Job hunting makes me anxious.
I know it makes everyone anxious, but for me it reminds me that I spent three years after college trying to find work and only being successful with temp work. It brings up memories of day-long stints in the library pouring over any and every job posting I could find. I am reminded of those feelings of defeat, as I took a low-wage 4-month position over an hour’s bus ride away, doing employment verifications for a fish processing company (even though I kind of loved that job). It reminds me of being homeless, of the uncertainty of my next paycheck, and daily general fear that I was actually just mediocre.
I’ve spent the last three and a half years fighting that feeling. I have a proven record of learning and improving, earning a promotion, a certification, several raises.
I designed entire functions of my job that had not previously existed. I formalized informal aspects so that whoever took the role in the future would have a better job to walk into. It is hard to be creative in an administrative role. I did it anyway. Not to mention, I worked on the largest project my company has done to-date: moving 700 employees to a new headquarters. I am so proud of the work I have done in the last three years.
I am not sure if I know how to put any of that on my resume. I’ve employed resume writers and sought out the advice of recruiters to make sure that I’m showcasing my very best self and accomplishments.
I have applied to 40+ jobs in the last two weeks. LinkedIn tells me whenever a recruiter looks at my profile, which is around three times per week. They also tell me when someone views my application, which is around 5% of the time.
While I didn’t do much online dating, I suppose that’s what this feels like. You put out extensive information about yourself and hope that someone sees it and likes it. It’s one of the reasons I liked Tinder as opposed to almost every other dating site. I liked not knowing much going into the first date. I liked not relying on an algorithm to tell me whether to be attracted to someone.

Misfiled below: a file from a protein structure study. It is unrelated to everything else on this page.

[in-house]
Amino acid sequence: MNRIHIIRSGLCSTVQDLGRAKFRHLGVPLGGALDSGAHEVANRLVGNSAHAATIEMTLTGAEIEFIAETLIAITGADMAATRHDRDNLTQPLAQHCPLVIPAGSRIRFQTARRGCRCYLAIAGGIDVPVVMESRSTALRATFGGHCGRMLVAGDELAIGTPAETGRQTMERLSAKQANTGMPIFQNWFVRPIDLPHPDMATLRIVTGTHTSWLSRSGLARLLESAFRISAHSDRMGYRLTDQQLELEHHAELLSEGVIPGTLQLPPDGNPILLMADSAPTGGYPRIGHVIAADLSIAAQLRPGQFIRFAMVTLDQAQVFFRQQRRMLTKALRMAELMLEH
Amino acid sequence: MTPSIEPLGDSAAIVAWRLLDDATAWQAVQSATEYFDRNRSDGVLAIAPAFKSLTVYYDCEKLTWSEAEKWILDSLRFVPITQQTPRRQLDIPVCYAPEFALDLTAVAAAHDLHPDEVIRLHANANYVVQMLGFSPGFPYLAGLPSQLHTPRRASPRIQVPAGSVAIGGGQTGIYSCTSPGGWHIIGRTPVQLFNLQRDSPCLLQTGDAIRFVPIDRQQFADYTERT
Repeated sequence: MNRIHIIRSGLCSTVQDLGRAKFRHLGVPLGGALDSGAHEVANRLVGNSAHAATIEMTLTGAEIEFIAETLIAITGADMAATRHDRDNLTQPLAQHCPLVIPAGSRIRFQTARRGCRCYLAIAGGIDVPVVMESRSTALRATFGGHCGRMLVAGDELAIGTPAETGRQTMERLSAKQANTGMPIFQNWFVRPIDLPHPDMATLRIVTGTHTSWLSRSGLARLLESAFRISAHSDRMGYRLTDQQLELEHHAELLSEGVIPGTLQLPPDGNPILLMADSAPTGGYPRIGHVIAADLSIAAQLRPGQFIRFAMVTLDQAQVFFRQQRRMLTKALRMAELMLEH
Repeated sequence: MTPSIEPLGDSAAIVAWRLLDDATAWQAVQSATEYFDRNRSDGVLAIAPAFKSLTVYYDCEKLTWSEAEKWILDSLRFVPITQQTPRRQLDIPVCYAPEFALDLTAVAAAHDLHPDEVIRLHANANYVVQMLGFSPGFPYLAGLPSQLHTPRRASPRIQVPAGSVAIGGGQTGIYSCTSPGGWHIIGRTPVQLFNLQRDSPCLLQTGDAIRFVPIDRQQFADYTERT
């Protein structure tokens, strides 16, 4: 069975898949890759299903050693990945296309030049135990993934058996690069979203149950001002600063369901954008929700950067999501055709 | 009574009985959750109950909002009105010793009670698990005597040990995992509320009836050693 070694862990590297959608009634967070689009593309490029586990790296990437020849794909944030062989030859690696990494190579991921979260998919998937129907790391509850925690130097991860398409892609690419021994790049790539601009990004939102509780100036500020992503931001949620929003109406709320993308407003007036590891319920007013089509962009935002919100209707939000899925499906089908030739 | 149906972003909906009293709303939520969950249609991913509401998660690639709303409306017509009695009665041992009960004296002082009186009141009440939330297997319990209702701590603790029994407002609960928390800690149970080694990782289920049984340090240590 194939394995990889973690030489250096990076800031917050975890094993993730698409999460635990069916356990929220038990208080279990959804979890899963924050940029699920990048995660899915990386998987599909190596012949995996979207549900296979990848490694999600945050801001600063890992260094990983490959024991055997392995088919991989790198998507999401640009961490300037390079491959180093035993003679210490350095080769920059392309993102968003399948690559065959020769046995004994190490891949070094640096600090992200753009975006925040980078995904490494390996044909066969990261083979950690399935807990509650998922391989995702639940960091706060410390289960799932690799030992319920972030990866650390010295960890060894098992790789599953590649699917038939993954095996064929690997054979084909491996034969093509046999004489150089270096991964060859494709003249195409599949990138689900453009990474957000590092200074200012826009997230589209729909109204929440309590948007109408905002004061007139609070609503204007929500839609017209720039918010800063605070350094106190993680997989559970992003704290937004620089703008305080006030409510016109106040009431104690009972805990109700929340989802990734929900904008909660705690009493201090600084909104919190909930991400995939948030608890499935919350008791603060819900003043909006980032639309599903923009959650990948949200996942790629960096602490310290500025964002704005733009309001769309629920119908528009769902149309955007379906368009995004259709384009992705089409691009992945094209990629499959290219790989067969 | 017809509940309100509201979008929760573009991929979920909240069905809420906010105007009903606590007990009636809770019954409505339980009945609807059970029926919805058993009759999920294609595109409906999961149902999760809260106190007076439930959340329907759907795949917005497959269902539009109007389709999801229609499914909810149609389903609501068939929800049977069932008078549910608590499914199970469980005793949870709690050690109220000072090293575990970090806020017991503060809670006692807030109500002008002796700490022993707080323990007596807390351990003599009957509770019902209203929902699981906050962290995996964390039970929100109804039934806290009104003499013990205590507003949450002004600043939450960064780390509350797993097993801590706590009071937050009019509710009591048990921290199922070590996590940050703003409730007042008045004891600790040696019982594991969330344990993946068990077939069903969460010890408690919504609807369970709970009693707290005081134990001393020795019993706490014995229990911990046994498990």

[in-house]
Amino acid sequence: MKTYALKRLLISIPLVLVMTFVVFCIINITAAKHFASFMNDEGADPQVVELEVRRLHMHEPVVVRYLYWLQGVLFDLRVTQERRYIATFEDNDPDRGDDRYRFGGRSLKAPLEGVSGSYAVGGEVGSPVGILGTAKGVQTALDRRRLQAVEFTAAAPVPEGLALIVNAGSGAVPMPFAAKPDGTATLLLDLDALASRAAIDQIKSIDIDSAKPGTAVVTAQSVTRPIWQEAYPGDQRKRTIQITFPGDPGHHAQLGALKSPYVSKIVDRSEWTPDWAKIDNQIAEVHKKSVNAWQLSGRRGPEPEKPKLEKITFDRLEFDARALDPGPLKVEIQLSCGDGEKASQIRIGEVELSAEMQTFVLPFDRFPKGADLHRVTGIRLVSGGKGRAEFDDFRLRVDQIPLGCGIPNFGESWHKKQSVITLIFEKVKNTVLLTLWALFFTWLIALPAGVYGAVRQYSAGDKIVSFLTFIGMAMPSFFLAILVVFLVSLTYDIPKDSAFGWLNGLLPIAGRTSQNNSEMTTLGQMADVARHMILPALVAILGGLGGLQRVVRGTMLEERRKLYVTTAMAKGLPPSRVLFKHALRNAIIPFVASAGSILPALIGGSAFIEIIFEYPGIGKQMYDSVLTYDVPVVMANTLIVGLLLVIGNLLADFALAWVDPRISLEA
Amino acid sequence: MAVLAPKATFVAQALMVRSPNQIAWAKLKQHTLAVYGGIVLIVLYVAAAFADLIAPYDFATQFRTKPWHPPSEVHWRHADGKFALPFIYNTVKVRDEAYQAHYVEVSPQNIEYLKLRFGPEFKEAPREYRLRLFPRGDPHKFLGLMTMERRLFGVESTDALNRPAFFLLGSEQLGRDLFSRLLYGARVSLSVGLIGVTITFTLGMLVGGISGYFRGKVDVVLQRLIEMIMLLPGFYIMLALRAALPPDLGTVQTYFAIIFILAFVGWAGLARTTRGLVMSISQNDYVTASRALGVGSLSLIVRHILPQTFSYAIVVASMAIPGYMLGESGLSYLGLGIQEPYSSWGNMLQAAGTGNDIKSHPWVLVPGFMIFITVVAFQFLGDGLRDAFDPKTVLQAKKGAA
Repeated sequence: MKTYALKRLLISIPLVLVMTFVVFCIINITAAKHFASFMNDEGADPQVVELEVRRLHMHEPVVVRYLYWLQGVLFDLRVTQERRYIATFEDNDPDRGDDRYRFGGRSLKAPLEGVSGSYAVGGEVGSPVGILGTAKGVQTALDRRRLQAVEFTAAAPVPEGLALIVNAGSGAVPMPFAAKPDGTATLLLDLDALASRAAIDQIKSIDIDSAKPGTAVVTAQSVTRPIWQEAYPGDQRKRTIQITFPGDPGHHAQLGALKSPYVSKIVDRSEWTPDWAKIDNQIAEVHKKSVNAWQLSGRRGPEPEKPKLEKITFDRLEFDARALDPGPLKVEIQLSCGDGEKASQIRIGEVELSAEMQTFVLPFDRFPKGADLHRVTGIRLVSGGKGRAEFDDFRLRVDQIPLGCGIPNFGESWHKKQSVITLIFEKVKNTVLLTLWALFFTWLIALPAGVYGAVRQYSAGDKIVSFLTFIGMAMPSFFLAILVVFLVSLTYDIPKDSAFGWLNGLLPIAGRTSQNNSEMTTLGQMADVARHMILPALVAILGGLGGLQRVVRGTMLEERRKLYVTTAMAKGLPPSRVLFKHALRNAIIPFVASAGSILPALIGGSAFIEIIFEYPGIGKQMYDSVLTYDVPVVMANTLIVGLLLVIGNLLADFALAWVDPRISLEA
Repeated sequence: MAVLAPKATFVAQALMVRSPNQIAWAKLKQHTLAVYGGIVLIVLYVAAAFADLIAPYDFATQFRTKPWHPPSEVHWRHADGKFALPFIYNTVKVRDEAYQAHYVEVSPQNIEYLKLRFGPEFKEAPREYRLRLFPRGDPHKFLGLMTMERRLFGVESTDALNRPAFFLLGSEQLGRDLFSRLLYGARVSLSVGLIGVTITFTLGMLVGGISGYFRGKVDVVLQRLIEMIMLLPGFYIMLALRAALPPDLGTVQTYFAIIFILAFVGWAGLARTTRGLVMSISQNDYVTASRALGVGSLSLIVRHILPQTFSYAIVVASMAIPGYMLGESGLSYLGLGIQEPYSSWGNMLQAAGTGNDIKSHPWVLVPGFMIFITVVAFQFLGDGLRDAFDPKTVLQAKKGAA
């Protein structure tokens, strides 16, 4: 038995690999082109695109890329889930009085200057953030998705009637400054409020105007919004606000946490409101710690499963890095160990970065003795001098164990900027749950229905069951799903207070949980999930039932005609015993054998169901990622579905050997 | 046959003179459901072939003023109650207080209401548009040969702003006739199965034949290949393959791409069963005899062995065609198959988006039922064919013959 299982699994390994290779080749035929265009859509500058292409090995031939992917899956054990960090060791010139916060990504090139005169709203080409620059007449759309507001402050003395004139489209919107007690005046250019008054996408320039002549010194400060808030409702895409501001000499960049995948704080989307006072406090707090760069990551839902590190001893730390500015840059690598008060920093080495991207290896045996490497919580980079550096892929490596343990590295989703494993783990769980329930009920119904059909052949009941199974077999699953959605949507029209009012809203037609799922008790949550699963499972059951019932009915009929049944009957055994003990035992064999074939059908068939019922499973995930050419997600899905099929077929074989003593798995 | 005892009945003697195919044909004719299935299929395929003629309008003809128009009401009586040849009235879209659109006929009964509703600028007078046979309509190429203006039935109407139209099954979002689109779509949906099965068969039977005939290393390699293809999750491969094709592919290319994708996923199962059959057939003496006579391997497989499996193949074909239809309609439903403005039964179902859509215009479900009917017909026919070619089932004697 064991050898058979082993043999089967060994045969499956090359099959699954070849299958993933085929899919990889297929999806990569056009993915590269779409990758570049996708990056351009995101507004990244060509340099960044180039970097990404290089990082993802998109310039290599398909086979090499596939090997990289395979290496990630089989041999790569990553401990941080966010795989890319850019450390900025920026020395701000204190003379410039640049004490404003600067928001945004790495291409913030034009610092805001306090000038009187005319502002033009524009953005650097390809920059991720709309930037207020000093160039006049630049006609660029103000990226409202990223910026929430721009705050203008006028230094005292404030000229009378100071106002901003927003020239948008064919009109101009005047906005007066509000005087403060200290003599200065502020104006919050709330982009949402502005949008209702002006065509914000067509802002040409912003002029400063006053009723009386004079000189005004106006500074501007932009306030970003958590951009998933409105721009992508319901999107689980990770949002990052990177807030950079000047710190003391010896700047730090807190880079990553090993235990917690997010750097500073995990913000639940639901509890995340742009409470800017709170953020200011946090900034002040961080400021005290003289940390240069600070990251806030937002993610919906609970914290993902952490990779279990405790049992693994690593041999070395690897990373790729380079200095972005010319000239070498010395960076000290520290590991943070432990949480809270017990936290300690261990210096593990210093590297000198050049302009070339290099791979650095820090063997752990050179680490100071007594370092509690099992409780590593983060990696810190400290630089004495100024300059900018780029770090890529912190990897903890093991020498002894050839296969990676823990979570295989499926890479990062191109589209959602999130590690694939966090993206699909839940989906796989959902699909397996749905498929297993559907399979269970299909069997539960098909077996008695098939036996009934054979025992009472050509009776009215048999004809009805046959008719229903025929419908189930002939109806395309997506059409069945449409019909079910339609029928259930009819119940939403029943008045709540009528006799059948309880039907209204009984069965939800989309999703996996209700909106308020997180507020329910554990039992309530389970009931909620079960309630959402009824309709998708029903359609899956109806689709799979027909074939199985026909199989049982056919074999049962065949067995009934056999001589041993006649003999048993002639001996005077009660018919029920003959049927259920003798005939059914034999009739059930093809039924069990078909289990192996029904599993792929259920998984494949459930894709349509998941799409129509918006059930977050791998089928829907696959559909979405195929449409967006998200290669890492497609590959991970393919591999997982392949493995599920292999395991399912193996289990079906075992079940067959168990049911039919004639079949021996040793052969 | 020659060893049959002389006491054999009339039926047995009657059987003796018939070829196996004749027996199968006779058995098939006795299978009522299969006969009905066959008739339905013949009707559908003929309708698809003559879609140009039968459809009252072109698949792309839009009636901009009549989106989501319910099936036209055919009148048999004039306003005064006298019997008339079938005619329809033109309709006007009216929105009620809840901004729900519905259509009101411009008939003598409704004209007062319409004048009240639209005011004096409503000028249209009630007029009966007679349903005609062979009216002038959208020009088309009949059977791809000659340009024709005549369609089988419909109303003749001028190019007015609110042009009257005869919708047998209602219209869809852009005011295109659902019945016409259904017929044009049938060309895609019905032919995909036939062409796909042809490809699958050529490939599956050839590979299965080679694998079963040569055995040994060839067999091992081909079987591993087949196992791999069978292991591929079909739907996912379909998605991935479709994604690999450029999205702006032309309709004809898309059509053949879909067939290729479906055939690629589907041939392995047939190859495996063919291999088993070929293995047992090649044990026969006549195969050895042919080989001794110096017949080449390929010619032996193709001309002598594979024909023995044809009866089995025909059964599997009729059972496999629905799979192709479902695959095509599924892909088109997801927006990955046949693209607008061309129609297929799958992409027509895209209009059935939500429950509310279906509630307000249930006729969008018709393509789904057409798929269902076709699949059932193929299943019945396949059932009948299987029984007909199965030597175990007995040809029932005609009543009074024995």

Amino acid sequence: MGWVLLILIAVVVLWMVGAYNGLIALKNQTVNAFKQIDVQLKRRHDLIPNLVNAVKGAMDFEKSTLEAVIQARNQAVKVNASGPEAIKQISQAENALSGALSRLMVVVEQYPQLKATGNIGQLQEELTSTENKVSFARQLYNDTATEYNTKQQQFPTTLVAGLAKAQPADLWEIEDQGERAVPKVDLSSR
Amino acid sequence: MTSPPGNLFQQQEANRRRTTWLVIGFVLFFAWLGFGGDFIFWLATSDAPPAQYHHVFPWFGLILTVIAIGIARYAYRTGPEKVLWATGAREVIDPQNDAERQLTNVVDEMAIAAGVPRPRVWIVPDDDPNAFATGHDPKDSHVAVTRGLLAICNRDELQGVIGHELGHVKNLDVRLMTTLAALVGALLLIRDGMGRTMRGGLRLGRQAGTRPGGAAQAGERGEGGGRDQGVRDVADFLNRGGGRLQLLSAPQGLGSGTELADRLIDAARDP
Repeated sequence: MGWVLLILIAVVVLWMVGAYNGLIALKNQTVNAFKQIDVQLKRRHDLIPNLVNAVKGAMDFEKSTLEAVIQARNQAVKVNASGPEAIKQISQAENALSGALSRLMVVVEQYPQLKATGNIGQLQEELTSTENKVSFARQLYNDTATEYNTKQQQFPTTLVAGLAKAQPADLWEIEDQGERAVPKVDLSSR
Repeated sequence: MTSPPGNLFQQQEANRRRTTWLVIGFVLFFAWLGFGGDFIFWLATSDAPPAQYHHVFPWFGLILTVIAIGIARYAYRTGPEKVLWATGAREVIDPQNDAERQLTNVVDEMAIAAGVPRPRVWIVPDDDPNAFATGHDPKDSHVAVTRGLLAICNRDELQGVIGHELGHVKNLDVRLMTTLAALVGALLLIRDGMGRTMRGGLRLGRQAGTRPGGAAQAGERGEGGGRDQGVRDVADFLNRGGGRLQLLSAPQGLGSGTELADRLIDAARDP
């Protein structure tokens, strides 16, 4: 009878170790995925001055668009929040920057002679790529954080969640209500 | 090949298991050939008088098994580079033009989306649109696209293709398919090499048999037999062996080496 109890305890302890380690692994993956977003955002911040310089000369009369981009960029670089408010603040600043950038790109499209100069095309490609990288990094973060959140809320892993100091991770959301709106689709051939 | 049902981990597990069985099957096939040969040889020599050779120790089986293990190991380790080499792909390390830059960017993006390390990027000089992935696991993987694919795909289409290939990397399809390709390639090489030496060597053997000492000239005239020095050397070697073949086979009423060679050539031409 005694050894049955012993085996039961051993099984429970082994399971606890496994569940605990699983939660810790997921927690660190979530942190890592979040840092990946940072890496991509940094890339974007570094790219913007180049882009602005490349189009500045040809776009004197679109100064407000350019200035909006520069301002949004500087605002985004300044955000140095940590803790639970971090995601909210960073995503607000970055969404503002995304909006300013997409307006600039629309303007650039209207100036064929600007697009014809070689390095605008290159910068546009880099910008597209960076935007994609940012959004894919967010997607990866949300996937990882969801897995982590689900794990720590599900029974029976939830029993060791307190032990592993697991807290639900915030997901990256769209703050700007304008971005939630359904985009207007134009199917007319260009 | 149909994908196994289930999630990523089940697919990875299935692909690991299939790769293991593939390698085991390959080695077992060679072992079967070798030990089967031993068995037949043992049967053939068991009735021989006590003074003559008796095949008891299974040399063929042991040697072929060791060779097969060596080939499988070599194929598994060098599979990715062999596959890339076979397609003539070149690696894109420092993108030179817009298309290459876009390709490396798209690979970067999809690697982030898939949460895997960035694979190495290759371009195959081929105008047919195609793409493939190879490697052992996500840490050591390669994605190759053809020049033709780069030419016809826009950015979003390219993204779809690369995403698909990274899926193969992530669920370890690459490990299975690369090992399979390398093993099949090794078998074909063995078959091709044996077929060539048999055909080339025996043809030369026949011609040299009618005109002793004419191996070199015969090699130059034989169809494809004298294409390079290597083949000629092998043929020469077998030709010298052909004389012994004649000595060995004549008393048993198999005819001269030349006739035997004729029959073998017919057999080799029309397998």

The other thing I realize, amid all this job anxiety, is that I have only ever gotten a job by knowing someone or through an agency. The one exception is the time I got a job because I walked up to a group of people speaking French and started speaking French. The one woman in the group that didn’t speak French became my boss a few weeks later. Even then, it was not at all conventional. I didn’t submit a resume and get a phone call. I met someone. It was a meet cute.
I don’t have a solution to these feelings. Graduating from college into our worst economic recession has just been hard for my career. I will keep applying to jobs. I have more to say about how the process of advancing in a career feels like dating and what kinds of gender norms exist in this space, as well as the influence of capitalism on this process, but I will save that for next time.
In the meantime, if you live in the Twin Cities, I am looking for entry level project management roles in just about any industry where a physical product or a social good (bonus points for both) is the outcome.